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F-16 LANTIRN HUD Illuminated Control Panel

Technical Information

Catalogue No: C1082
Category: Head-Up Display [HUD]
Object Type: Control/Data Entry
Object Name: F-16 LANTIRN HUD Illuminated Control Panel
Part No: 702493-1
Serial No: 005
Manufacturer: Symbolic Displays [SDI]
Division: Unknown
Platform(s): C-130 Hercules 
Year of Manufacture: 1989
Width (mm):
Height (mm):
Depth (mm):
Weight (g):
Location: Mezzanine Store

Illuminated Control Panel
S.D.I. (19565) 702493-1 Rev. -
G.E.C. (NATO K0656) 2544-00034 Rev. B
Mfg, Date: Jun 1989
Serial No. 005
Symbolic Displays. Inc.
Process Designator CF-L2
23 Lamps: MS90452-7153
Lighting Circuit 5V max
Switch Circuit 28V max
[repair marks]
RPR Aug 1990
RPR Mar 1994


The Up Front Control Panel on the aft end of the C-130H Pilot’s Display Unit is a derivative of that on the F-16C/D PDU and is quite a simple unit with an integrated push button assembly. The rotary thumbwheels and the switches are part of the PDU and this panel does not have the FLIR controls as it was a cursive only system. The panel is illuminated with 23 incandescent lamps which ran from the aircraft 5V lighting supply..
The panels were made by Symbolic Displays although other sources may have been used.
The item bears two repair marks:
"RPR Aug 1990" & "RPR Mar 1994"

The F-16C (single seat) and F-16D (two seat) variants entered production in 1984. The first C/D version was the Block 25 with improved cockpit avionics and radar which added all-weather capability with Beyond Visual Range (BVR) AIM-7 and AIM-120 air-air missiles. Blocks 30/32, 40/42 and 50/52 were later C/D versions. The LANTIRN Diffractive optics HUD was designed for the new aircraft but development was delayed by the complexity of the manufacturing problems. As an interim the Company offered a wide angle conventional optic design.

The HUD PDU has both a raster and a cursive capability with the first application of ‘cursive-in-flyback’ in which the same amount of symbology as in the daytime high brightness mode can be drawn on the CRT using the raster's field flyback period of the Night mode. The system accuracy was enhanced by the ability to apply corrections for the windshield. The optics provides a 25° Total Field of View and a 20° by 15° Instantaneous Field of View which was the maximum that could be achieved within the limitations of the exit lens design and the large distance between the pilot and the HUD, necessitated by the reclined high ‘G’ seat.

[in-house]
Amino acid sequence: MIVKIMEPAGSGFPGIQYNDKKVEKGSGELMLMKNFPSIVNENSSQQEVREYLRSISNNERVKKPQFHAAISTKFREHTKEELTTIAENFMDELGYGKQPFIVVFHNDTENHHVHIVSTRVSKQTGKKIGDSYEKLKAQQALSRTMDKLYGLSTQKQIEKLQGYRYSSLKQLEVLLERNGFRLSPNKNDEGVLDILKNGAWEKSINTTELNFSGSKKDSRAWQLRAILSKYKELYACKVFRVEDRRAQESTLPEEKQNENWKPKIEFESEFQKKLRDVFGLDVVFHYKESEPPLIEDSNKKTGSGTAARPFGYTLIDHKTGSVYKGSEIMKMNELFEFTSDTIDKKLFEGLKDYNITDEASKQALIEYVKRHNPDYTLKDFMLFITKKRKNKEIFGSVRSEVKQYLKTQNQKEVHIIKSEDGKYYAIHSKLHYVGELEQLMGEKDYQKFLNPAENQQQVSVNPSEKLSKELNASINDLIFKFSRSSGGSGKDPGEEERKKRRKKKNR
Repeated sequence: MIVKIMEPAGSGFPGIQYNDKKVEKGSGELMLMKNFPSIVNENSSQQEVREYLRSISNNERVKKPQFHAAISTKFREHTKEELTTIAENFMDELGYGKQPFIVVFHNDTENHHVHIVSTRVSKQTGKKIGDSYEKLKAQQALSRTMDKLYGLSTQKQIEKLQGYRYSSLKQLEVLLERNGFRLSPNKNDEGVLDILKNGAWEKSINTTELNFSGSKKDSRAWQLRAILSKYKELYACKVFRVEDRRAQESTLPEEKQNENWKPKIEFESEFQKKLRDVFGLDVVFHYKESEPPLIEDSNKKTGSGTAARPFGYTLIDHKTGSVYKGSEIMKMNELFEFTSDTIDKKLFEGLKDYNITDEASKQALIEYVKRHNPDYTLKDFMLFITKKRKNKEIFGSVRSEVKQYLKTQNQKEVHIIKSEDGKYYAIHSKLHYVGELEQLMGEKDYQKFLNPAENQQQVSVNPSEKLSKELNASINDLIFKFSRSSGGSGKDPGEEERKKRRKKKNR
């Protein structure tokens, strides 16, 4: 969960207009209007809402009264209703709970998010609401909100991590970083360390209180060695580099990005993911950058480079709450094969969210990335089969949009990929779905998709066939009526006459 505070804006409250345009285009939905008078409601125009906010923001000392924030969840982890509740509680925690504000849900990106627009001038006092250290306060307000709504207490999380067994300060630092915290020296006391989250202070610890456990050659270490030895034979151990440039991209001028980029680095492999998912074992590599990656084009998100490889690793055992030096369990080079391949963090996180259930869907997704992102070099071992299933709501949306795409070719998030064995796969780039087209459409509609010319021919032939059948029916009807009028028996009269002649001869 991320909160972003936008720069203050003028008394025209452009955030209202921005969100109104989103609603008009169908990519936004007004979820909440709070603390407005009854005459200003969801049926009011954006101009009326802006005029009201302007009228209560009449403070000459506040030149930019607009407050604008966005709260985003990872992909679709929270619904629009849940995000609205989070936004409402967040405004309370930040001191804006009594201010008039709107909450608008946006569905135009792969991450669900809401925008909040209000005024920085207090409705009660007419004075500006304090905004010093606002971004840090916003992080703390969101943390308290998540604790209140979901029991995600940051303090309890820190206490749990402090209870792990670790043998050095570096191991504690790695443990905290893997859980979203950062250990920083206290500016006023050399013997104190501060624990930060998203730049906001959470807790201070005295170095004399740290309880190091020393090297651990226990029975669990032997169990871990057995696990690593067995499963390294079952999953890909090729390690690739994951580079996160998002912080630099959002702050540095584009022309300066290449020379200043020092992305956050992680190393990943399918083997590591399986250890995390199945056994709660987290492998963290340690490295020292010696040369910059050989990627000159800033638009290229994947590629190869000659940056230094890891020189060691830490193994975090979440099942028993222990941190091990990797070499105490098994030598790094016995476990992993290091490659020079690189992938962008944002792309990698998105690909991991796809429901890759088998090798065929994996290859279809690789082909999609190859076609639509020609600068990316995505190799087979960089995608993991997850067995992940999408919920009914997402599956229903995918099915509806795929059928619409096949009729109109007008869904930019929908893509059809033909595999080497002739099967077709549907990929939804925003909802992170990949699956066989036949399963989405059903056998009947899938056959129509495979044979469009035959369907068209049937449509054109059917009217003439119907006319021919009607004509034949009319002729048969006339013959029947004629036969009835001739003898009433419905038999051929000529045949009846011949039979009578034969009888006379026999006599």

The Processor/Symbol Generator in the HUD Electronics Unit (EU) uses the MIL-STD-1553 databus architecture, the MIL-STD-1750 processor and the MIL-STD-1589B Jovial J73 programming language. This was the first time that all three Standards had been used together. The HUD EU has comprehensive video mixing and scan conversion and self-contained weapon aiming capability.

The initial order was placed in 1984 and was valued at nearly $50 million (then about £30 million) to cover both development and production. Over 2300 HUD’s were delivered for the F-16 and the system has been the basis of equipment supplied for other programmes such as for the A-7D/K and F-5 adding another 1500 units to the family. In 1985 the F-16C/D design won the Queen’s Award for Technology Improvements to aircraft Head Up Display systems for the Company.



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